Power Ledger and Silicon Valley Power to Track EV Low-Carbon Credits via Blockchain
Blockchain’s use in the energy space gets a new proof-of-concept deployment in Silicon Valley.
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Blockchain technology offers a potentially vital tool to securely track and exchange data across millions of participants in the new energy economy. But first, it needs to be tested out on a smaller scale.
One emerging use case: tracking the charging of electric vehicles at a big parking garage with solar panels and batteries, and creating “digitized tokens” of their value.
That’s the application being plotted by Santa Clara, Calif. municipal utility Silicon Valley Power (SVP), Australian energy blockchain startup Power Ledger, and its North American partner Clean Energy Blockchain Network. On Tuesday, the partners unveiled a pilot project to use Power Ledger’s blockchain platform across two key proof-of-concept use cases.
The first is to track the production and use of energy at the solar PV and battery-equipped six-story parking garage in the heart of the city’s entertainment district, including the energy being consumed by EVs parked at its 48 Level 2 chargers and one DC fast charger.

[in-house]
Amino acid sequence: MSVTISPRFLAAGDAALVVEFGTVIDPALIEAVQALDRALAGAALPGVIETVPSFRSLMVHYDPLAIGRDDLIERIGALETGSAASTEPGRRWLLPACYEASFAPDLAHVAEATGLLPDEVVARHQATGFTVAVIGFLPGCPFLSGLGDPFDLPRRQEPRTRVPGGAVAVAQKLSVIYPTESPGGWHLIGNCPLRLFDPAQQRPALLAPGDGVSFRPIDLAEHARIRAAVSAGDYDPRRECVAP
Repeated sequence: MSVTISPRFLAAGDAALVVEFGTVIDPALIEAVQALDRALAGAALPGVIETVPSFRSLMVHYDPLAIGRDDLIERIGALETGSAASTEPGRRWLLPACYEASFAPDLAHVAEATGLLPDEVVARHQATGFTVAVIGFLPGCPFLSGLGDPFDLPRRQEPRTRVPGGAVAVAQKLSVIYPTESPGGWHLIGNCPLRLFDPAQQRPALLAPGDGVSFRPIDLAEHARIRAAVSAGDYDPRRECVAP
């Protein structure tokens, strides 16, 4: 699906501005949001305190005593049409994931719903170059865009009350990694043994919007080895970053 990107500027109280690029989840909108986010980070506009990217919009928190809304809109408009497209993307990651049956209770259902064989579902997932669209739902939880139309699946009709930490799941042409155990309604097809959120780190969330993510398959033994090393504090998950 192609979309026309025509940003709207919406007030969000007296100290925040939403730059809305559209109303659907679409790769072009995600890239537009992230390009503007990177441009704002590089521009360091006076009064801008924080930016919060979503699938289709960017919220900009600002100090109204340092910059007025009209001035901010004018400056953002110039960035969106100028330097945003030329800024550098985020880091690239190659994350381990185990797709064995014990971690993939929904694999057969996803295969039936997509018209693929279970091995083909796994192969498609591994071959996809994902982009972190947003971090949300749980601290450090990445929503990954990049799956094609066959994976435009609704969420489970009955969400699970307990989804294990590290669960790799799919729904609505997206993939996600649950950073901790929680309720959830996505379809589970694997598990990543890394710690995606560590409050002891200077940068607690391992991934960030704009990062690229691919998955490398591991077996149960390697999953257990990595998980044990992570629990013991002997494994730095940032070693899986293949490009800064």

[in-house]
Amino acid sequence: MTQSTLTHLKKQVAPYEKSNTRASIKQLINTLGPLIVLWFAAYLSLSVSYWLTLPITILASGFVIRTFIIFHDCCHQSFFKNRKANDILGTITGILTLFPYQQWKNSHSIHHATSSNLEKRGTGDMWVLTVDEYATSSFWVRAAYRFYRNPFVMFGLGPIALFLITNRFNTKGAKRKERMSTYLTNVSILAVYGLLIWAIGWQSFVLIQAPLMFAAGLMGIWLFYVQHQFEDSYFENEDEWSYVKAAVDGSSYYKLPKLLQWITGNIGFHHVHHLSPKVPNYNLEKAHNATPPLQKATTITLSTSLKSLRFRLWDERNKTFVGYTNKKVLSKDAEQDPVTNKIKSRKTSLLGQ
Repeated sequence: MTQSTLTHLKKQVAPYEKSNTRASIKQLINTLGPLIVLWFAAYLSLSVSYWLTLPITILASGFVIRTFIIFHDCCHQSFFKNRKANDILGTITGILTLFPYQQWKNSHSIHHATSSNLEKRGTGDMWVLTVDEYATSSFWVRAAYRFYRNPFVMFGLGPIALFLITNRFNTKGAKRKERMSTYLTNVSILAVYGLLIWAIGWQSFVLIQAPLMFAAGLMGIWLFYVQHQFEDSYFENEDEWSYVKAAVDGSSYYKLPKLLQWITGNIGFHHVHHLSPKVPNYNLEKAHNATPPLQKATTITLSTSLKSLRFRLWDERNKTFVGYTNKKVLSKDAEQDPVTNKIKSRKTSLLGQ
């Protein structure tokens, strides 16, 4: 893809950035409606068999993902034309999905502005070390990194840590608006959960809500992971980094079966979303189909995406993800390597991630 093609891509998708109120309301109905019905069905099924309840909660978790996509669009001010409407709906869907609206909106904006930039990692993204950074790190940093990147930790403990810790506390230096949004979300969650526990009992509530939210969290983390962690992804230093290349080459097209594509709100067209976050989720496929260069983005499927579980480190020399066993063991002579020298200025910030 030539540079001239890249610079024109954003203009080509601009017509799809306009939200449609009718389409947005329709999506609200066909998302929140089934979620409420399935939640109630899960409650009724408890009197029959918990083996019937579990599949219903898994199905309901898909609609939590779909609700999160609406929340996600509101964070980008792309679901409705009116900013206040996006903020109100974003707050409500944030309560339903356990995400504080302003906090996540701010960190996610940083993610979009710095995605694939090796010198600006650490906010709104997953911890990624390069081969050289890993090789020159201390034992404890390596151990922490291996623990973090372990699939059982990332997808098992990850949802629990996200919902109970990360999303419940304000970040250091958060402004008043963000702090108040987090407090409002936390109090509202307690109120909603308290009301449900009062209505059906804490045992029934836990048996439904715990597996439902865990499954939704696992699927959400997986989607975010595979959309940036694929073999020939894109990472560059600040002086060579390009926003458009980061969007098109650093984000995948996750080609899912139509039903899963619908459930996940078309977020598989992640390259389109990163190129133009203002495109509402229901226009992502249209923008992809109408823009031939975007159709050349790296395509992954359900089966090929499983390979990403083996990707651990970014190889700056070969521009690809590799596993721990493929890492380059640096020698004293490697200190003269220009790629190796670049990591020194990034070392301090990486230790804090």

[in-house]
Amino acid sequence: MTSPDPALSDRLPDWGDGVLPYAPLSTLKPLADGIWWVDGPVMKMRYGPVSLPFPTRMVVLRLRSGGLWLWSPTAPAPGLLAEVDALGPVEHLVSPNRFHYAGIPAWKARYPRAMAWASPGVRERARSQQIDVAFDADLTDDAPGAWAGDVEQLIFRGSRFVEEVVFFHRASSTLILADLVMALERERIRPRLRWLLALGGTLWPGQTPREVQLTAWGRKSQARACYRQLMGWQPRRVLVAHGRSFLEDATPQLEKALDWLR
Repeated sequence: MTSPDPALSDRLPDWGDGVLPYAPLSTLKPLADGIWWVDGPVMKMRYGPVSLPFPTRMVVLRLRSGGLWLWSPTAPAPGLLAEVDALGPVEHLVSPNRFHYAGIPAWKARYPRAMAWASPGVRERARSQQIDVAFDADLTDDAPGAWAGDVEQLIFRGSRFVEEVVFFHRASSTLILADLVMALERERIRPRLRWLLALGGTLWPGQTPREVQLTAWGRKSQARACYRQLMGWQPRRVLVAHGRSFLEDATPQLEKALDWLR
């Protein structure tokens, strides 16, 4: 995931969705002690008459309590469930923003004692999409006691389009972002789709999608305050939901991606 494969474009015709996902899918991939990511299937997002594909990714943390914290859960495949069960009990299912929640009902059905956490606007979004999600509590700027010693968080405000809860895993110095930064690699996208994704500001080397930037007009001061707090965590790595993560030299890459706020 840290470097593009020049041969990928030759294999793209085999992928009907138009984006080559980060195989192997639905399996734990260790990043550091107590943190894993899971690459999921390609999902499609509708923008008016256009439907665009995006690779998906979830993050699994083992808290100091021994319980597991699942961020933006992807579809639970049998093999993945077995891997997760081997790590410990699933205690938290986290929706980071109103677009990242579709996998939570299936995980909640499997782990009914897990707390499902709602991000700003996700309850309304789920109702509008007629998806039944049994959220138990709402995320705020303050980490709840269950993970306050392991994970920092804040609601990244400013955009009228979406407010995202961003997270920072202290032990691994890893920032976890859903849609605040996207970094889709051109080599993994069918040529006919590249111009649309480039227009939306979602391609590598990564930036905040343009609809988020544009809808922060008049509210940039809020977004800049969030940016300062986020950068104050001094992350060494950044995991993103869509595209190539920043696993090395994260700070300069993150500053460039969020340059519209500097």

The second is to “digitize” those EV charging transactions to help the utility earn credits under the California Air Resources Board’s (CARB’s) Low Carbon Fuel Standard. This program offers EV fleet owners or EV charging network operators a potentially lucrative way to sell credits to fossil fuel refiners and producers — as long as they can handle the administrative costs and accounting challenges of adhering to its rules.
But these complications have proven too challenging for most potential players in the Low Carbon Fuel Standard (LCFS) electric vehicle credit market, according to Rick Kubin, vice president of the Clean Energy Blockchain Network.
“The Low Carbon Fuel Standard as administered by CARB is currently a pretty onerous process,” he said. The accounting process for earning credits is complicated and conducted in real time, using metering data or other referents to calculate the amount of fossil fuel displaced per unit of EV charging.
At the same time, “It’s managed via spreadsheets, and it’s only reconciled once a quarter,” he said. Making mistakes in this ongoing accounting process could lead to serious problems further down the road in the LCFS credit-trading process, exposing participants to significant risk.
“Because of these issues in managing it at scale, although the program is available to any utility, it’s only been the big three investor-owned utilities — Pacific Gas & Electric, Southern California Edison and San Diego Gas & Electric— that have done anything with it,” said Kubin.
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